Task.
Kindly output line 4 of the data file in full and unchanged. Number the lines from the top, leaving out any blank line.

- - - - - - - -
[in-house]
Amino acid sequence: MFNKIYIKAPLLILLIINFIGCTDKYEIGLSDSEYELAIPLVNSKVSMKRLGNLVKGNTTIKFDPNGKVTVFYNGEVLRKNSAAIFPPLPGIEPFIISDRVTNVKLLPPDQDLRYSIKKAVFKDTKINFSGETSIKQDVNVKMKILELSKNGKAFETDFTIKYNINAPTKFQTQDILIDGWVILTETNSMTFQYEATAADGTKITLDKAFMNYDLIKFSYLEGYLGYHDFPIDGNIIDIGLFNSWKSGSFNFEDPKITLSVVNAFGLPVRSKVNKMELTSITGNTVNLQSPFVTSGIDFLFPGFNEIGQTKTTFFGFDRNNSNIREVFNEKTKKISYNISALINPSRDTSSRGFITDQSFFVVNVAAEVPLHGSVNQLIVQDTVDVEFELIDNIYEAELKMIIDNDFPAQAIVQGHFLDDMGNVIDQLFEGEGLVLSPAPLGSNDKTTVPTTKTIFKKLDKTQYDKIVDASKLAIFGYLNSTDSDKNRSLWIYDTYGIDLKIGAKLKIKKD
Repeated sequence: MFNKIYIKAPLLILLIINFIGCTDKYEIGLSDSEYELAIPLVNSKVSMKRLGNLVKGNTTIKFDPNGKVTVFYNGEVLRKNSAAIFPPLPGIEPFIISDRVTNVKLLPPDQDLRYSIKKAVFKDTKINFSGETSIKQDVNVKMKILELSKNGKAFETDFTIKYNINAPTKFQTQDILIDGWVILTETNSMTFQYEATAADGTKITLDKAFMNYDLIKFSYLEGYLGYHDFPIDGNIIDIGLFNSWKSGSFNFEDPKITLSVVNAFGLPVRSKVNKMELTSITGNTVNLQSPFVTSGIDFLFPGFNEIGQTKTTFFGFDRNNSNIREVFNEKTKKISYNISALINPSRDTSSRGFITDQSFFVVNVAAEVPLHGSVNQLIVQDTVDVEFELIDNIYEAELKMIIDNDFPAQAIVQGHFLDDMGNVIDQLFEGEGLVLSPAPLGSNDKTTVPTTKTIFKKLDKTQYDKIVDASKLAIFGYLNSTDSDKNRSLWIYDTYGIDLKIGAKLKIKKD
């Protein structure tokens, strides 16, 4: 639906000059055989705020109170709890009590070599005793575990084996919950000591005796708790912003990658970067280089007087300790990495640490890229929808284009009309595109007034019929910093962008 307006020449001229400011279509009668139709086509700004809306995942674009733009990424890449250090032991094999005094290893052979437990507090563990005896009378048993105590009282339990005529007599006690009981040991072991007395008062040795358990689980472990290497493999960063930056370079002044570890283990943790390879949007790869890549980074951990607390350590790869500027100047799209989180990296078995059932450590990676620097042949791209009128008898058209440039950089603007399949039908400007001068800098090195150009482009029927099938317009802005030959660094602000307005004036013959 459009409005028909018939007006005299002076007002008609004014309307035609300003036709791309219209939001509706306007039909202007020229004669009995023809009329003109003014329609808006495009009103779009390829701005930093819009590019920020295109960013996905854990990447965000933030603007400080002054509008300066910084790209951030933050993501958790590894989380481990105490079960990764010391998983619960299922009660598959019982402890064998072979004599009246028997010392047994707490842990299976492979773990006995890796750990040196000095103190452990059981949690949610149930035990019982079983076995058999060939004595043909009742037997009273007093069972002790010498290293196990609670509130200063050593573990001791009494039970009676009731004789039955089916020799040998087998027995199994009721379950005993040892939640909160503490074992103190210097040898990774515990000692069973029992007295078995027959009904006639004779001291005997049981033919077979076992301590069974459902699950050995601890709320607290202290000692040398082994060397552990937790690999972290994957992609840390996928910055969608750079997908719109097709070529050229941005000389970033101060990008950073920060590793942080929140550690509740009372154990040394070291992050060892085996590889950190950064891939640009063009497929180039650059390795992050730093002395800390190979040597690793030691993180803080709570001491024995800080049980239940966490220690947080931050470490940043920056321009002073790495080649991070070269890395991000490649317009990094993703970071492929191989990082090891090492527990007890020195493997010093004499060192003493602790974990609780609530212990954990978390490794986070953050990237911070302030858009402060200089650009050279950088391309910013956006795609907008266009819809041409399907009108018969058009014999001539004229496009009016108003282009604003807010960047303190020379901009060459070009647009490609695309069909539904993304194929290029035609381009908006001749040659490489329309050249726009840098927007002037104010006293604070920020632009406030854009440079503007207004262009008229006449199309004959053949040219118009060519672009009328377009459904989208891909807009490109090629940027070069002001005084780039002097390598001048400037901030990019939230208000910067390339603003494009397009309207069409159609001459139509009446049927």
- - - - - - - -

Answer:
């Protein structure tokens, strides 16, 4: 639906000059055989705020109170709890009590070599005793575990084996919950000591005796708790912003990658970067280089007087300790990495640490890229929808284009009309595109007034019929910093962008 307006020449001229400011279509009668139709086509700004809306995942674009733009990424890449250090032991094999005094290893052979437990507090563990005896009378048993105590009282339990005529007599006690009981040991072991007395008062040795358990689980472990290497493999960063930056370079002044570890283990943790390879949007790869890549980074951990607390350590790869500027100047799209989180990296078995059932450590990676620097042949791209009128008898058209440039950089603007399949039908400007001068800098090195150009482009029927099938317009802005030959660094602000307005004036013959 459009409005028909018939007006005299002076007002008609004014309307035609300003036709791309219209939001509706306007039909202007020229004669009995023809009329003109003014329609808006495009009103779009390829701005930093819009590019920020295109960013996905854990990447965000933030603007400080002054509008300066910084790209951030933050993501958790590894989380481990105490079960990764010391998983619960299922009660598959019982402890064998072979004599009246028997010392047994707490842990299976492979773990006995890796750990040196000095103190452990059981949690949610149930035990019982079983076995058999060939004595043909009742037997009273007093069972002790010498290293196990609670509130200063050593573990001791009494039970009676009731004789039955089916020799040998087998027995199994009721379950005993040892939640909160503490074992103190210097040898990774515990000692069973029992007295078995027959009904006639004779001291005997049981033919077979076992301590069974459902699950050995601890709320607290202290000692040398082994060397552990937790690999972290994957992609840390996928910055969608750079997908719109097709070529050229941005000389970033101060990008950073920060590793942080929140550690509740009372154990040394070291992050060892085996590889950190950064891939640009063009497929180039650059390795992050730093002395800390190979040597690793030691993180803080709570001491024995800080049980239940966490220690947080931050470490940043920056321009002073790495080649991070070269890395991000490649317009990094993703970071492929191989990082090891090492527990007890020195493997010093004499060192003493602790974990609780609530212990954990978390490794986070953050990237911070302030858009402060200089650009050279950088391309910013956006795609907008266009819809041409399907009108018969058009014999001539004229496009009016108003282009604003807010960047303190020379901009060459070009647009490609695309069909539904993304194929290029035609381009908006001749040659490489329309050249726009840098927007002037104010006293604070920020632009406030854009440079503007207004262009008229006449199309004959053949040219118009060519672009009328377009459904989208891909807009490109090629940027070069002001005084780039002097390598001048400037901030990019939230208000910067390339603003494009397009309207069409159609001459139509009446049927």